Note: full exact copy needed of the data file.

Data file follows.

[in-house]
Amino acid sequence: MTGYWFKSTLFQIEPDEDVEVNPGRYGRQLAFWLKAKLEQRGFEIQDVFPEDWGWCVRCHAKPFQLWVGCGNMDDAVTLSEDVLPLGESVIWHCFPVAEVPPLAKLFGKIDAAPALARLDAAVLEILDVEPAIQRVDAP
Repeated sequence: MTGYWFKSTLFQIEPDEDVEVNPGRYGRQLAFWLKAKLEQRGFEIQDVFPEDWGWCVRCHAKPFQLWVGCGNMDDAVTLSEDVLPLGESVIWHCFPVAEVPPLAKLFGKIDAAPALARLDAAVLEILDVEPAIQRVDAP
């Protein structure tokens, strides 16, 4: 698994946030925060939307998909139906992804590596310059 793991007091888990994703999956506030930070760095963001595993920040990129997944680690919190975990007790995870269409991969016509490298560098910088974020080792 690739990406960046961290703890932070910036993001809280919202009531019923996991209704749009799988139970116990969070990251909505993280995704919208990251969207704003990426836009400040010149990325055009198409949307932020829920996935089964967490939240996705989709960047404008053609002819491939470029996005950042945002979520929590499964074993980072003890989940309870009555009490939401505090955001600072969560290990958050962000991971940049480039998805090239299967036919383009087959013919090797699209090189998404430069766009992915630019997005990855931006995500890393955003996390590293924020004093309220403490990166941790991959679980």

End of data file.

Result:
[in-house]
Amino acid sequence: MTGYWFKSTLFQIEPDEDVEVNPGRYGRQLAFWLKAKLEQRGFEIQDVFPEDWGWCVRCHAKPFQLWVGCGNMDDAVTLSEDVLPLGESVIWHCFPVAEVPPLAKLFGKIDAAPALARLDAAVLEILDVEPAIQRVDAP
Repeated sequence: MTGYWFKSTLFQIEPDEDVEVNPGRYGRQLAFWLKAKLEQRGFEIQDVFPEDWGWCVRCHAKPFQLWVGCGNMDDAVTLSEDVLPLGESVIWHCFPVAEVPPLAKLFGKIDAAPALARLDAAVLEILDVEPAIQRVDAP
């Protein structure tokens, strides 16, 4: 698994946030925060939307998909139906992804590596310059 793991007091888990994703999956506030930070760095963001595993920040990129997944680690919190975990007790995870269409991969016509490298560098910088974020080792 690739990406960046961290703890932070910036993001809280919202009531019923996991209704749009799988139970116990969070990251909505993280995704919208990251969207704003990426836009400040010149990325055009198409949307932020829920996935089964967490939240996705989709960047404008053609002819491939470029996005950042945002979520929590499964074993980072003890989940309870009555009490939401505090955001600072969560290990958050962000991971940049480039998805090239299967036919383009087959013919090797699209090189998404430069766009992915630019997005990855931006995500890393955003996390590293924020004093309220403490990166941790991959679980």